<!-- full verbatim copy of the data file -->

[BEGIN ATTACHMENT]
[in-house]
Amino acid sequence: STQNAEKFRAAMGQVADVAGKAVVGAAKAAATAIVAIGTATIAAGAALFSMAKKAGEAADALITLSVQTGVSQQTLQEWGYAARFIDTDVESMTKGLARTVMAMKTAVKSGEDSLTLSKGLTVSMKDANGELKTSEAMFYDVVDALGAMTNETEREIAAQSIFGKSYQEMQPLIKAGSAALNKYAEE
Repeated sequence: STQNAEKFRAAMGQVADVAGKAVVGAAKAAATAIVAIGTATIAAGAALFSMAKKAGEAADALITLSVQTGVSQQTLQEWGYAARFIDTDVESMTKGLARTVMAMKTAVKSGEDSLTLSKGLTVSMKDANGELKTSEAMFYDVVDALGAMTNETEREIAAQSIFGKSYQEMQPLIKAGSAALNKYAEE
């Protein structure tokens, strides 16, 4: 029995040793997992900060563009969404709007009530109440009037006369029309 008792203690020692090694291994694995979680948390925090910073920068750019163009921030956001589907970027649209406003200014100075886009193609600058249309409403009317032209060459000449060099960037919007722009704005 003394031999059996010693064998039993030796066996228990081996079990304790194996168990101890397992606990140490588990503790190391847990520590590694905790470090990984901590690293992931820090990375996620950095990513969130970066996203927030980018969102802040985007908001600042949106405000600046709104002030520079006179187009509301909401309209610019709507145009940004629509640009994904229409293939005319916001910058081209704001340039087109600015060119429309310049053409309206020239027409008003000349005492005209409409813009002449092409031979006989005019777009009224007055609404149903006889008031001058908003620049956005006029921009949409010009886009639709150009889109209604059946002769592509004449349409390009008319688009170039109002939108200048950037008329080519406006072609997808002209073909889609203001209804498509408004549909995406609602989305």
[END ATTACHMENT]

[in-house]
Amino acid sequence: STQNAEKFRAAMGQVADVAGKAVVGAAKAAATAIVAIGTATIAAGAALFSMAKKAGEAADALITLSVQTGVSQQTLQEWGYAARFIDTDVESMTKGLARTVMAMKTAVKSGEDSLTLSKGLTVSMKDANGELKTSEAMFYDVVDALGAMTNETEREIAAQSIFGKSYQEMQPLIKAGSAALNKYAEE
Repeated sequence: STQNAEKFRAAMGQVADVAGKAVVGAAKAAATAIVAIGTATIAAGAALFSMAKKAGEAADALITLSVQTGVSQQTLQEWGYAARFIDTDVESMTKGLARTVMAMKTAVKSGEDSLTLSKGLTVSMKDANGELKTSEAMFYDVVDALGAMTNETEREIAAQSIFGKSYQEMQPLIKAGSAALNKYAEE
């Protein structure tokens, strides 16, 4: 029995040793997992900060563009969404709007009530109440009037006369029309 008792203690020692090694291994694995979680948390925090910073920068750019163009921030956001589907970027649209406003200014100075886009193609600058249309409403009317032209060459000449060099960037919007722009704005 003394031999059996010693064998039993030796066996228990081996079990304790194996168990101890397992606990140490588990503790190391847990520590590694905790470090990984901590690293992931820090990375996620950095990513969130970066996203927030980018969102802040985007908001600042949106405000600046709104002030520079006179187009509301909401309209610019709507145009940004629509640009994904229409293939005319916001910058081209704001340039087109600015060119429309310049053409309206020239027409008003000349005492005209409409813009002449092409031979006989005019777009009224007055609404149903006889008031001058908003620049956005006029921009949409010009886009639709150009889109209604059946002769592509004449349409390009008319688009170039109002939108200048950037008329080519406006072609997808002209073909889609203001209804498509408004549909995406609602989305």